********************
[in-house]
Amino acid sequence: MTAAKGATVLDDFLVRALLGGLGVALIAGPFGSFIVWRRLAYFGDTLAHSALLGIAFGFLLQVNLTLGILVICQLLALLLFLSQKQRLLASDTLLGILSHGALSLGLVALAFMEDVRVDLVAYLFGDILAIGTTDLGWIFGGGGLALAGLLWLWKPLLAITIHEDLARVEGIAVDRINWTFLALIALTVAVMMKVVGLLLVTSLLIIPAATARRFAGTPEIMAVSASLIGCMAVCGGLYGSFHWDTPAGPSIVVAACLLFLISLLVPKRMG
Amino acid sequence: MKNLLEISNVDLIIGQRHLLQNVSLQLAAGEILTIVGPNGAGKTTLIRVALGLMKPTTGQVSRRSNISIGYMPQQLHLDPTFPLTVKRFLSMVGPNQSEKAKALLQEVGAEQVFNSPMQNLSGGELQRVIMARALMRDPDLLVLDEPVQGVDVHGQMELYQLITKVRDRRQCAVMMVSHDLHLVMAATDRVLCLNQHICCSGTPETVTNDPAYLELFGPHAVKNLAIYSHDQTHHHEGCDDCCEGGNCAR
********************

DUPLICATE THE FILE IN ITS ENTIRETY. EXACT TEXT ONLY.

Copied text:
[in-house]
Amino acid sequence: MTAAKGATVLDDFLVRALLGGLGVALIAGPFGSFIVWRRLAYFGDTLAHSALLGIAFGFLLQVNLTLGILVICQLLALLLFLSQKQRLLASDTLLGILSHGALSLGLVALAFMEDVRVDLVAYLFGDILAIGTTDLGWIFGGGGLALAGLLWLWKPLLAITIHEDLARVEGIAVDRINWTFLALIALTVAVMMKVVGLLLVTSLLIIPAATARRFAGTPEIMAVSASLIGCMAVCGGLYGSFHWDTPAGPSIVVAACLLFLISLLVPKRMG
Amino acid sequence: MKNLLEISNVDLIIGQRHLLQNVSLQLAAGEILTIVGPNGAGKTTLIRVALGLMKPTTGQVSRRSNISIGYMPQQLHLDPTFPLTVKRFLSMVGPNQSEKAKALLQEVGAEQVFNSPMQNLSGGELQRVIMARALMRDPDLLVLDEPVQGVDVHGQMELYQLITKVRDRRQCAVMMVSHDLHLVMAATDRVLCLNQHICCSGTPETVTNDPAYLELFGPHAVKNLAIYSHDQTHHHEGCDDCCEGGNCAR